Even though other Al-Aqsa members continue to carry out attacks - the latest a November drive-by shooting that killed an Israeli man - the 178 former gunmen are keeping up with their end of the bargain, according to two Israeli security officials who spoke on condition of anonymity.
Today, Hamed is studying for an undergraduate degree in social work at the Arab Al-Quds University in Jerusalem and hoping to find a wife. He draws a salary from the Preventive Security forces - the largest security paramilitary security group loyal to Fatah - but spends most of his time studying.
Many Palestinians believe the amnesty is less about strengthening Israeli security than emboldening Fatah's ability to bolster its security forces against its chief political rival - the militant Islamic group Hamas. Fatah aims to prevent Hamas from strengthening its position in the West Bank after being ousted by Hamas from the Gaza Strip.
At 33, Hamed represents a generation of Palestinians reared on violence who hope that the recent peace conference in Annapolis, Md., will mark a fresh beginning in their dream to achieve independence.
"Maybe this time the talks will bring peace. I don't know. I hope so," Hamed said.
The day undercover Israeli commandos came to kill Hamed last January, he was studying for a midterm exam in social work. Hamed knew he was a marked man, singled out for assassination for his Al-Aqsa activities.
When the second Palestinian intifada erupted in September 2000, Hamed was a counterterrorism officer in the Palestinian Preventive Security forces. He soon joined Fatah gunmen, who became the Al-Aqsa Martyrs Brigades and secured a spot at the top of Israel's most-wanted list.
For the next few years, Hamed lived like a fugitive, hiding in the hills around this West Bank city. He slept in caves and abandoned buildings, seeing his family perhaps once a week. He lived for months in the Mukata, the Palestinian presidential compound in Ramallah, under the protection of Arafat, then Mahmoud Abbas, who became president of the Palestinian Authority after Arafat's death in 2004.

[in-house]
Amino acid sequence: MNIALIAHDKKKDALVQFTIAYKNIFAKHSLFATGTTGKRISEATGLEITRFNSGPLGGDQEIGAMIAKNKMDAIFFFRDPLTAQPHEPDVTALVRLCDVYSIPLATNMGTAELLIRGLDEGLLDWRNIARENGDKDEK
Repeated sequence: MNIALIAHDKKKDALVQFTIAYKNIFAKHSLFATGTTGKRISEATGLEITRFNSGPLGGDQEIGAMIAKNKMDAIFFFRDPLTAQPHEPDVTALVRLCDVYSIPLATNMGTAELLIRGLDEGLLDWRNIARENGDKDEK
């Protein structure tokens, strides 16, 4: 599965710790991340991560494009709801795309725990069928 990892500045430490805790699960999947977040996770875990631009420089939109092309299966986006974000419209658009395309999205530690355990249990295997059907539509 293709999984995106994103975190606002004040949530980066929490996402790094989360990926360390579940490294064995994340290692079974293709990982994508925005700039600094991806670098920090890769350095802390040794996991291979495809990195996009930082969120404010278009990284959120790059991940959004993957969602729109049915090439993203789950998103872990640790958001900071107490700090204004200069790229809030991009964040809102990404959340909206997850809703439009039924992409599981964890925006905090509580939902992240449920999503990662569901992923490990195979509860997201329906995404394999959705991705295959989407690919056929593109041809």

When the intifada petered out in 2005, Hamed remained on the run, hunted by Israel for crimes so serious that even he declines to talk about them. An Israeli army spokesman described Hamed as "a senior wanted terrorist who was involved in attacks against Israeli civilians and IDF (Israeli Defense Forces) soldiers."
"It's not wise for me to reveal security information that might be used by the Israelis," said Hamed, while chain-smoking and drinking thick black Arabic coffee at a Ramallah cafe.
Hamed's part-time course at Al-Quds University was the closest he came to living a normal life. That January afternoon, he had gone to the second floor of an office building near an open-air market in the center of town to use a friend's computer and prepare for exams.
About 3.30 p.m., the phone rang. It was a friend from the Martyrs Brigades, warning him that an undercover Israeli unit had entered Ramallah. The phone rang again, but when he answered there was no one there. Then a stranger appeared in the office doorway.
"He asked me where the toilet was but I sensed immediately that he was an Israeli soldier," said Hamed. "I walked out into the corridor to show him the way, and there were two more strangers out there. 'Are you guys also looking for the toilet?' " I asked.